Google CEO Sundar Pichai took a stand in front of the court for the second time in 2 weeks earlier today in the antitrust lawsuit by Fortnite publisher Epic Games, who have claimed that the unlawful and monopolistic policies implemented in Google Play store make it difficult for third-party app makers given that the marketplace controls the entire Android ecosystem. During the testimony, Pichai spent almost 90 minutes answering questions about the business practices of the Google Play store, as well as general policies in Google. Let us take a look at the 10 biggest things to come from the testimony.
Sundar Pichai takes the stand in Google Play antitrust trial
1. Pichai admitted to using fake legal privilege by marking documents ‘attorney-client privilege’ even when he was not seeking any legal advice. He said that he did it to protect the documents from being forwarded via emails to people who weren’t in the conversation. Attorney-client privilege dictates that a person can choose not to share certain information with people as they were being protected legally due to being involved in some legal case. Pichai did it when there was no such need, just to avoid giving away the information.
2. Pichai was grilled over the time when he asked for the history to be turned off during an email conversation, which means that the conversation would be deleted in 24 hours. The connection that was made was that Google had a practice of “off the record” chats, and the Epic lawyer believed that it also extended in cases where matters were relevant to an ongoing legal proceeding, for example when Epic Games sued Google in 2020 for Google Play policies.
The lawyer questioned Pichai whether employees followed the rules of not deleting chats where legal holds were involved. He said, “I would expect employees to uphold those instructions”. Later when he was accused of deleting such chats himself, he said he didn’t recall it and it “must have been a glitch”.
3. Epic lawyer presented a typed summary of a meeting between the Google CEO and other Android leaders in 2013 where he claimed that maybe the company should “revisit the rules” since Google wasn’t an “upstart open source os” to avoid the nightmare scenario if “we lose control of Android”. This was done to show that Pichai, who was also the head of the Android division at the time, was trying to make it harder for those not platformed by Google to exist in the ecosystem.
4. “Android was the first to design larger phones, now it’s the first to design foldable phones… all these innovations help attract developers to it, “ said Pichai, answering a question on how Google helps the Android ecosystem compete with Apple.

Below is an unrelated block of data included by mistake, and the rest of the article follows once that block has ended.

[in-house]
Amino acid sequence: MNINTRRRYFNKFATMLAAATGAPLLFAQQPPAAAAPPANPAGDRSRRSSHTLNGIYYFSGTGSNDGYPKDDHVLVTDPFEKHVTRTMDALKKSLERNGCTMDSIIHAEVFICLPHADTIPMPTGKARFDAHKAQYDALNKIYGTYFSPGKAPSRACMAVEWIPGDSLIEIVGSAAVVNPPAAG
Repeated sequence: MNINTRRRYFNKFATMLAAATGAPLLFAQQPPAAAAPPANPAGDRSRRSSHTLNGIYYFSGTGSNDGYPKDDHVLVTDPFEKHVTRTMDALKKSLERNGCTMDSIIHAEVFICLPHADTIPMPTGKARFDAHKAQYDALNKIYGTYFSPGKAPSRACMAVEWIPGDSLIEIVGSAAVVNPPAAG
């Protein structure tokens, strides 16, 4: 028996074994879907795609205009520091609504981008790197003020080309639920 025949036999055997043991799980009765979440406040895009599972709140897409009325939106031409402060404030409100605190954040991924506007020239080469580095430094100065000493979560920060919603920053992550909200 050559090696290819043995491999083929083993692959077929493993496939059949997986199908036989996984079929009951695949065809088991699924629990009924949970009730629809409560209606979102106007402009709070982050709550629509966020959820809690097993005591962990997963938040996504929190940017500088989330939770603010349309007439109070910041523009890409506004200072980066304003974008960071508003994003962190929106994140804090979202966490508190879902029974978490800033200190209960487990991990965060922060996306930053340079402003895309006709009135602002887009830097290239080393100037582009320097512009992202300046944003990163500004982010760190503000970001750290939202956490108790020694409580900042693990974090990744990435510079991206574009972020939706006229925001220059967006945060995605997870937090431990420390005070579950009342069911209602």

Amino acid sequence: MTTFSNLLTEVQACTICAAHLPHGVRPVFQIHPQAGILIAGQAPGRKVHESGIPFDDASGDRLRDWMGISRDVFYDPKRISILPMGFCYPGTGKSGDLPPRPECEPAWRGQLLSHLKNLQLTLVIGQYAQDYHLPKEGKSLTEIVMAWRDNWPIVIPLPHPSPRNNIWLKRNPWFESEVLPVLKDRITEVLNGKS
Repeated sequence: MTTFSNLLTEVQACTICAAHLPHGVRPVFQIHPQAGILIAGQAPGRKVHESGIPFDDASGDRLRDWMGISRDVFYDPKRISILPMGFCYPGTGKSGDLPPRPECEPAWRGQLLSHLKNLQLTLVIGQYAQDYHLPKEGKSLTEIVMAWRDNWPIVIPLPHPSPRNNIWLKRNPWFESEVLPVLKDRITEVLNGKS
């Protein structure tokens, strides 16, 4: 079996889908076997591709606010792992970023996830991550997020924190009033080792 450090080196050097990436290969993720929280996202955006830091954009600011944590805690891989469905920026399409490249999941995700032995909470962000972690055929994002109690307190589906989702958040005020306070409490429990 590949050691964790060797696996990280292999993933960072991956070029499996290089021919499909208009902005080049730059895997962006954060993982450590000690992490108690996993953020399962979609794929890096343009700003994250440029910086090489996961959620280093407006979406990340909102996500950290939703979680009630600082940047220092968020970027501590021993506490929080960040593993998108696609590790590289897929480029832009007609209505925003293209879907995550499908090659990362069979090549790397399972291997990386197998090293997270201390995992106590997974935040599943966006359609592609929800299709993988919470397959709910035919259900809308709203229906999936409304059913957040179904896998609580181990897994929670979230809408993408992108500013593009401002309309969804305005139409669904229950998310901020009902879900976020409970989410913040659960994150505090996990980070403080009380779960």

5. On being asked whether OEMs would keep Google Play on the home screen if not contractually obligated by Google, Pichai said, “It might impact their sales, so I don’t think practically that they would”. Earlier he gave a different answer and said, “I would assume so, yes”.
6. The Google CEO revealed that it shares 36 percent of mobile search revenue with Apple for the default iPhone search position. This amount goes as high as 18 billion dollars a year.
7. On being asked whether sending Unknown Sources warnings for third-party app downloads can create friction for those who want to sideload apps, Pichai said, “Friction can have benefits, but yes”.
8. No distinguishing between URLs: On being asked whether there is any separation for when a user downloads an app from Amazon’s app store vs “I’ll-steal-your-info.com”, Pichai said, “That’s right. We don’t distinguish between the URLs”.
9. Pichai confirmed that Google Play was “one of the most profitable businesses” in the world, noting a 65 percent operating margin for a 4.4 billion dollar operating profit in H1 2020.
10. On being asked whether there’s even a single OEM selling a phone that hasn’t signed a Mobile Application Distribution Agreement (MADA) contract with Google, obligating the smartphones to pre-install Google Play and keep it on the home screen without letting users delete it, Pichai admitted while adding that some have tried it in the past. On Epic’s attorney highlighting that they tried and failed, Pichai said, “Because consumers value what we provide with the MADA”.